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Fall 2009

www.usexecutivejournal.com

Carolina Ale House A Home for Hospitality

THE MAGAZINE FOR LE ADING INDUSTRY EX ECUTIVES


Carolina Ale House

A Home for Hospitality Produced by James Tingley & Written By Kelly Matlock

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Things change; the key to success is to change with them. Pursuing this adage is Lou Moshakos, founder and president of LM Restaurants, Inc. “The market has changed, the consumer has more choices than they did way back when we started,” states Lou. “[Because of this] we are constantly trying new things, we never stop.” ‘Way back when’ was 1978, 30 years ago in Florida, when Lou opened his first restaurant, a small outfit known as The Seafood Shanty, where he and his wife did it all — cooked, cleaned and waited tables.

Carolina Ale House is an award-winning sports bar/restaurant established by Lou in 1999, after the family relocated to “The Triangle” region of North Carolina in 1991. The restaurant has thrived through 10 years of growing competition in the market; however, the market is not the only thing that has changed since 1999. Not only do consumers have more restaurant choices, they have new interactive means to critique their dining experience, particularly through new media options on the internet, such as Facebook, Twitter and blogging.

Opening his first restaurant was success in itself, after emigrating when he was just 18 years old from Greece, where he left behind work as a farmer. Hard work and drive have propelled the Moshakos’ success, from modest beginnings at the Seafood Shanty into a $50 million enterprise, LM Restaurants, Inc., incorporated in 1987. The enterprise currently oversees eight unique restaurant concepts, with 18 locations throughout North Carolina, South Carolina and Florida; 11 of these locations are home to the “heart and soul” of LM Restaurants: Carolina Ale House.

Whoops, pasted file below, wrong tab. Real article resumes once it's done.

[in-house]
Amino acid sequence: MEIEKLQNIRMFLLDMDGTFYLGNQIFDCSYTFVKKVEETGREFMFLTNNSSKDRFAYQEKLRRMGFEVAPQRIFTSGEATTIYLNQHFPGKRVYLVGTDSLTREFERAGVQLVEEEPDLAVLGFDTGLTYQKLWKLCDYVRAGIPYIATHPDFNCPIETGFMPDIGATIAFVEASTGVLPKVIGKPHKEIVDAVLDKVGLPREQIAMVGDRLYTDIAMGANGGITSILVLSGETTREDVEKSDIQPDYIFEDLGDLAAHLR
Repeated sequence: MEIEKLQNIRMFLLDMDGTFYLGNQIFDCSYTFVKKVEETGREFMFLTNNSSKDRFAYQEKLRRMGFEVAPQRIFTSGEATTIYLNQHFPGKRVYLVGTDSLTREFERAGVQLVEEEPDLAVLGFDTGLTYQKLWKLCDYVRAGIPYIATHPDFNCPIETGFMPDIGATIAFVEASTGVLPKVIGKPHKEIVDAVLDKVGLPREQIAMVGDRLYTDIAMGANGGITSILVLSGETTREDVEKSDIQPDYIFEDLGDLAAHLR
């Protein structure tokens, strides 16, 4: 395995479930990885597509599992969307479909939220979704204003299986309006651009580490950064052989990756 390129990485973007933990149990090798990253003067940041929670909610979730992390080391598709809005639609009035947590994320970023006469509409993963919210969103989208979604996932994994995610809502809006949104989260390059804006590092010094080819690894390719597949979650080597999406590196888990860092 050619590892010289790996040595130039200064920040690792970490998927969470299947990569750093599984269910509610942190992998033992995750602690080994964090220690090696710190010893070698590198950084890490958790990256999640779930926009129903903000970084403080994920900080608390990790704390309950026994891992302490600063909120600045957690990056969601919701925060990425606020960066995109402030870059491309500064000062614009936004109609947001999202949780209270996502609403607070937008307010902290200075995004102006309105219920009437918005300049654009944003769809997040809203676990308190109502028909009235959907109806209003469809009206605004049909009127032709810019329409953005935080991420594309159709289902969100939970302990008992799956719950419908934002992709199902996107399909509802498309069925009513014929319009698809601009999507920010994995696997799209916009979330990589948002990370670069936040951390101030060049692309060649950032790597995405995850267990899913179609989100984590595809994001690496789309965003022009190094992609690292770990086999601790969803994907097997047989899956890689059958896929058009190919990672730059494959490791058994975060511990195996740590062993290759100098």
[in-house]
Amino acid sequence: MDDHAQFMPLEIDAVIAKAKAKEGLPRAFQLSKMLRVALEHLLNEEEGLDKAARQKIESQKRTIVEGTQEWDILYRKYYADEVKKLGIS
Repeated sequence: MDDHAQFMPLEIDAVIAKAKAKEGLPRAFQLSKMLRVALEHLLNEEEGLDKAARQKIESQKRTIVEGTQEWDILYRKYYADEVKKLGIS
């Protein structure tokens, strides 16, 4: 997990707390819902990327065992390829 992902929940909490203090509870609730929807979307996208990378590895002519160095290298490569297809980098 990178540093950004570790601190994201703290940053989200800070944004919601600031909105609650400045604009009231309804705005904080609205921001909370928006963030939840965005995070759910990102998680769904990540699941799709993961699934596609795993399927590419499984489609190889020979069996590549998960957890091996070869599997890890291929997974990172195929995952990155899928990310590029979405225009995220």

Keeping up with these changes is Amber Moshakos, Lou’s eldest daughter and LM Restaurants, Inc. vice president of corporate affairs. A graduate of Cornell University with a master’s degree in marketing and hospitality, Amber is a qualified leader, who wisely takes notes from her father’s successful business style.

US Executive Journal

Fall Edition 2009

“Hospitality runs in his blood and he ran the restaurant as if he was entertaining someone in his own home; that’s what made him successful,” explains Amber. The respect is


mutual: “She’s taking the company to a different level,” Lou proudly remarks. Turning Concepts into Constructs As with many of Lou’s ideas, the concept for Carolina Ale House came while traveling; specifically, it was born from a layover in the Heathrow Airport in London, where Lou was en route from a trip to Greece. He noticed a Shakespeare Ale House in the terminal and was inspired. “The concept was developed one night at dinner and Lou drew it on a napkin,” relays Amber.

and social opportunities for kids in North Carolina. The Ale House contributes $100 to the foundation for every point the Hurricanes earn in standings during the season, and hosts family-orientated events with the Hurricanes team, and mascot Stormy, in the restaurant. The restaurant caters to multiple demographics, but maintaining a family-friendly atmosphere is important. Kids are welcomed; there is an extensive kids menu and free birthday desserts. “Parents can come, have a beer and watch a game,” says Amber, “while the kids play.” Furthermore,